# Integration of motion question

1. Apr 9, 2012

### phys2

1. The problem statement, all variables and given/known data

A particle of mass m is subject to the force; F(t) = mae^(-bt). The initial position and speed are zero. Find x(t)

2. Relevant equations

F = ma

3. The attempt at a solution

So I used F = m d2x/dt2

I then rearranged the formula and got d2x/dt2 = F/m

Substituting F = mae(-bt) into the above equation, I got d2x / dt2 = ae^(-bt)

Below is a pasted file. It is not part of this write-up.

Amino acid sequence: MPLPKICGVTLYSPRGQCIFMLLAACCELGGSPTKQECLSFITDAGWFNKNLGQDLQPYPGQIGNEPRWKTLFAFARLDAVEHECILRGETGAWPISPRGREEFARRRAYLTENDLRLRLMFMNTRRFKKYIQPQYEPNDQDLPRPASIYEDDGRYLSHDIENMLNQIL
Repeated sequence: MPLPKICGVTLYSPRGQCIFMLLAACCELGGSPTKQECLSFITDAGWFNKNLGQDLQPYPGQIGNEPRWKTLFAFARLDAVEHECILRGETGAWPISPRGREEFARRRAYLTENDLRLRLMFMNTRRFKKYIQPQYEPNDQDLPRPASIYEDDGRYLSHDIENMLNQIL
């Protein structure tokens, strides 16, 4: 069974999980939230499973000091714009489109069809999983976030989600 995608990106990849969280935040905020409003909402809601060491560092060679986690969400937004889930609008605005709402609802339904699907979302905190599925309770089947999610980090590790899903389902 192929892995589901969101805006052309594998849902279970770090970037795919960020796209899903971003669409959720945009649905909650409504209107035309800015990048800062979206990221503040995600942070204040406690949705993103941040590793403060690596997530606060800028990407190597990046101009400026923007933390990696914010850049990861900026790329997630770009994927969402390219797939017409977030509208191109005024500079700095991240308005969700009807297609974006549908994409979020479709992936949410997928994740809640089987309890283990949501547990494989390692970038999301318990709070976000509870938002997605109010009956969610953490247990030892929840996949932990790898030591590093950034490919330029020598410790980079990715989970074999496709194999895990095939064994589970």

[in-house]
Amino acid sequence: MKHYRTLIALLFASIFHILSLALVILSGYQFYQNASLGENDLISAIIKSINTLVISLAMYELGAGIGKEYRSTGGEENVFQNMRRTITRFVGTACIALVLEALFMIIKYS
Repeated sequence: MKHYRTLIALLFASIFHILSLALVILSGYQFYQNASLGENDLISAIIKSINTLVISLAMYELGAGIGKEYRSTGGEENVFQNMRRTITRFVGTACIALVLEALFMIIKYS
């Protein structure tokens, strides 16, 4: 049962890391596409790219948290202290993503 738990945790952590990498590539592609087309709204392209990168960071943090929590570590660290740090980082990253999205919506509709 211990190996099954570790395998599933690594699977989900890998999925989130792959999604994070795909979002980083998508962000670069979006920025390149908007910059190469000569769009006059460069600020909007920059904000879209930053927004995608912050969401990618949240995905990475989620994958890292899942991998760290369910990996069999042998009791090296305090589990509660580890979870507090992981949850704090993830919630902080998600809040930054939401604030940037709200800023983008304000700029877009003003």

Then I integrated once but the thing is since I am integrating ae^(-bt) with respect to time, would my limits of integration be t and 0? I assumed it would and got dx/dt = -(a/b)e^-bt + v

Then I integrated again and got x(t) = (a/b^2)e^(-bt) + vt + x

But since the question said v = x = 0 (my initial position and speed), so my final answer should be x(t) = (a/b^2)e^(-bt). Is that right? Thanks!
1. The problem statement, all variables and given/known data

2. Relevant equations

3. The attempt at a solution

2. Apr 9, 2012

It is right.

ehild